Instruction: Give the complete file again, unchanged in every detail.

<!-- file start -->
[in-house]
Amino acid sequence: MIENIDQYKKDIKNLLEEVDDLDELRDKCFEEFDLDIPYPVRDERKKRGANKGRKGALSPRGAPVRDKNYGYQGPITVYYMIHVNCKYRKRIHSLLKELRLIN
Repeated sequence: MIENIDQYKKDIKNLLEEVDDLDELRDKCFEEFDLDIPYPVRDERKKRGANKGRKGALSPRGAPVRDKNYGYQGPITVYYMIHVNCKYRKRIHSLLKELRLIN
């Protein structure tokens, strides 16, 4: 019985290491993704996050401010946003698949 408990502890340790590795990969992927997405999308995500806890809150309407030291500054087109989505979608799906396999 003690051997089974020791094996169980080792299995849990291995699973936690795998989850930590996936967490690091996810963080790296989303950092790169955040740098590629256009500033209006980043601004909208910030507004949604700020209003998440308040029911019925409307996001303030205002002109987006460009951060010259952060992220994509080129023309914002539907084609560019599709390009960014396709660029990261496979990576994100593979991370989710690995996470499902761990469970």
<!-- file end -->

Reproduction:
[in-house]
Amino acid sequence: MIENIDQYKKDIKNLLEEVDDLDELRDKCFEEFDLDIPYPVRDERKKRGANKGRKGALSPRGAPVRDKNYGYQGPITVYYMIHVNCKYRKRIHSLLKELRLIN
Repeated sequence: MIENIDQYKKDIKNLLEEVDDLDELRDKCFEEFDLDIPYPVRDERKKRGANKGRKGALSPRGAPVRDKNYGYQGPITVYYMIHVNCKYRKRIHSLLKELRLIN
């Protein structure tokens, strides 16, 4: 019985290491993704996050401010946003698949 408990502890340790590795990969992927997405999308995500806890809150309407030291500054087109989505979608799906396999 003690051997089974020791094996169980080792299995849990291995699973936690795998989850930590996936967490690091996810963080790296989303950092790169955040740098590629256009500033209006980043601004909208910030507004949604700020209003998440308040029911019925409307996001303030205002002109987006460009951060010259952060992220994509080129023309914002539907084609560019599709390009960014396709660029990261496979990576994100593979991370989710690995996470499902761990469970």